In Drake v. Pinkham (published 6/21/13) 2013 DJDAR 8028, appellant and respondent were the surviving daughters of mother, the settlor of a revocable trust. Their father and mother had a living trust that provided upon one’s death there would be a split into a survivor’s trust to support the survivor, and a family trust that would give equal shares to the two daughters upon death of the surviving spouse. Father died first. When settlor-mother died in 2009, appellant petitioned the probate court to invalidate two amendments mother had made to the survivor’s trust–one executed in 2001, the other in 2004–primarily claiming the mother lacked mental capacity and was unduly influenced by respondent-sister. These amendments eliminated appellant as a beneficiary of the survivor’s trust, and named respondent acting co-trustee with the mother and sole successor trustee.
In an earlier action in 2005, appellant had petitioned the court to appoint her as an acting co-trustee of the survivor’s trust, replacing the mother, based on the mother’s alleged inability to act as trustee and the alleged undue influence of respondent over mother. This petition met with mother’s objection: she denied she was incapable to act as trustee and that, while respondent did assist her, respondent did not control her. She additionally pointed to the 2001 and 2004 amendments which excluded appellant as beneficiary and made no provision for her to serve in any trustee position. Rather than challenge the amendments, appellant reached a settlement agreement in which mother as sole acting trustee of the family trust agreed not to dispose of any family trust property without the consent of both daughters.
Back to the present action, respondent moved for summary judgment on the grounds that applicable statutes of limitation, principles of res judicata and the doctrine of laches barred the petition. The trial court granted summary judgment finding that some of appellant’s causes of action were barred by res judicata and the remaining were barred by the statute of limitations. It did not reach the issue of laches. The Court of Appeal, Third Appellate District, affirmed, finding the petition barred by laches.
Appellant’s principal argument on appeal was that she did not delay raising the present issue because she could not have raised objections to the trust amendments earlier as she lacked standing. At the time of those amendments, asserted appellant, the survivor’s trust was revocable and there had been no determination that mother was incompetent–the only persons with standing to petition regarding the validity of the amendments were mother herself and respondent in her capacity of acting co-trustee.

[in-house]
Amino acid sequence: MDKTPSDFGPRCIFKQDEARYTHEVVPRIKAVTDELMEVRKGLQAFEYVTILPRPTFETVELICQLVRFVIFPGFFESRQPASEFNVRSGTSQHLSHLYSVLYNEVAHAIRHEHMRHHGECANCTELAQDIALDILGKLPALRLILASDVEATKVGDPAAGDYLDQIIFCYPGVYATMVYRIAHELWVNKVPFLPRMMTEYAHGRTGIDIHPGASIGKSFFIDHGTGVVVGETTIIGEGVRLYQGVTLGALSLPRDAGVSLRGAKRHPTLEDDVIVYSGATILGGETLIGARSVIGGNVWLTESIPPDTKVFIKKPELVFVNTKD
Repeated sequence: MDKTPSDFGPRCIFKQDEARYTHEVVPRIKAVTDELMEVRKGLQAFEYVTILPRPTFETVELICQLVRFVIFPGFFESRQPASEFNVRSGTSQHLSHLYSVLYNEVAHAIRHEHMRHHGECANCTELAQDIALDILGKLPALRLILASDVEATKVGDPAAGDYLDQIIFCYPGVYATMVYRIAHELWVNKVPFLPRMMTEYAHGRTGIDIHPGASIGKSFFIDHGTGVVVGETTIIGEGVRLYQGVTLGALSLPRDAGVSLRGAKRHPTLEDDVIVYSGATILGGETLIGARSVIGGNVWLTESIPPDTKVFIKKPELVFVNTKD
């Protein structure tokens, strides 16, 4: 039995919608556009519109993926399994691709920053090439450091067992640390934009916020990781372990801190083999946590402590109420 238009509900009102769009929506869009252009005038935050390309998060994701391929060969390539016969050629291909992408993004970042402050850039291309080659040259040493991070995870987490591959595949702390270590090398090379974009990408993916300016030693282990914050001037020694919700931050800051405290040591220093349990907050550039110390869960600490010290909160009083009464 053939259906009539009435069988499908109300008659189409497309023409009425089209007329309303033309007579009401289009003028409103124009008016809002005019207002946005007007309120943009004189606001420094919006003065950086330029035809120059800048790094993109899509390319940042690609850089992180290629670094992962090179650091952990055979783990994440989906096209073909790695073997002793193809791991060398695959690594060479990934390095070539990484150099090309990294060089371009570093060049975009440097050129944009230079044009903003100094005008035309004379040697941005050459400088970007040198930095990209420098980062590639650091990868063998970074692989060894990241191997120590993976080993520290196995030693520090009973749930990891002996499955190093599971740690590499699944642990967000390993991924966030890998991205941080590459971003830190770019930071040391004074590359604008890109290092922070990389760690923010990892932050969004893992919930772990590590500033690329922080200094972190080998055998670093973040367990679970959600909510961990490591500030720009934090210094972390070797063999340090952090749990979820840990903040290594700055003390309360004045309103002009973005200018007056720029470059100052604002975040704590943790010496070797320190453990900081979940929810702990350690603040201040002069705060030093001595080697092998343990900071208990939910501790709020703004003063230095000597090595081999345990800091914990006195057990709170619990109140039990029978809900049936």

The appellate court disagreed. While it is true that Probate Code sections 17200 and 15800 limit the petition rights of beneficiaries, a beneficiary lacks standing to challenge a trust only so long as the person holding the power to revoke the trust is competent. The court determined it was not necessary that incompetence be established before a beneficiary challenges a trust; the mere allegation of incompetency takes the matter outside of the terms of section 15800. The allegation by appellant of incompetency back in 2005 gave appellant standing at that time to challenge the amendments of which she was fully aware. That she had the burden of proving incompetency to maintain standing to pursue the present claims did not, in the eyes of the court, excuse her delay. And the fact appellant waited until mother died was necessarily prejudicial where the issues focused on proof of mother’s mental capacity and respondent’s influence over her. Thus laches barred her present petition.
From a practice standpoint, I see a couple of general points worth mentioning. First, upon discovery of an actionable claim upon which a claimant may have questionable standing, a claimant should set out to prove standing as part of an immediately filed claim, rather than wait until standing is indisputably evident, when laches may bar the claim. Second, when trying to get a summary judgment affirmed on appeal, don’t forget that a case is affirmable when, although the trial court may have stated the wrong reason(s), the result is nevertheless correct for a different reason.